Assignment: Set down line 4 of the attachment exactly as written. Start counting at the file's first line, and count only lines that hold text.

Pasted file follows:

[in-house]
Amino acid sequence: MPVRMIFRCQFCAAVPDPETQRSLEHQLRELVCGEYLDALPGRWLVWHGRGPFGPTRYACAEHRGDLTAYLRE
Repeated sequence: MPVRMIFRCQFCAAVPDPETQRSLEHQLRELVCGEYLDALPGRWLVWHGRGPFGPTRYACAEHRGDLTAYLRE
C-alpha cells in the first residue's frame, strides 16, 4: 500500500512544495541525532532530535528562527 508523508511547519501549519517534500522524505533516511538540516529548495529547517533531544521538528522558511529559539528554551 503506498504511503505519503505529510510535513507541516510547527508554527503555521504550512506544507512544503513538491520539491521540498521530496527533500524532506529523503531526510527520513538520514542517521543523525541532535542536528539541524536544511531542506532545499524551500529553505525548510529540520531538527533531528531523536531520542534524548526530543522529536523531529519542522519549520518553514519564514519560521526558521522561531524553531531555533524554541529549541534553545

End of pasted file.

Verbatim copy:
C-alpha cells in the first residue's frame, strides 16, 4: 500500500512544495541525532532530535528562527 508523508511547519501549519517534500522524505533516511538540516529548495529547517533531544521538528522558511529559539528554551 503506498504511503505519503505529510510535513507541516510547527508554527503555521504550512506544507512544503513538491520539491521540498521530496527533500524532506529523503531526510527520513538520514542517521543523525541532535542536528539541524536544511531542506532545499524551500529553505525548510529540520531538527533531528531523536531520542534524548526530543522529536523531529519542522519549520518553514519564514519560521526558521522561531524553531531555533524554541529549541534553545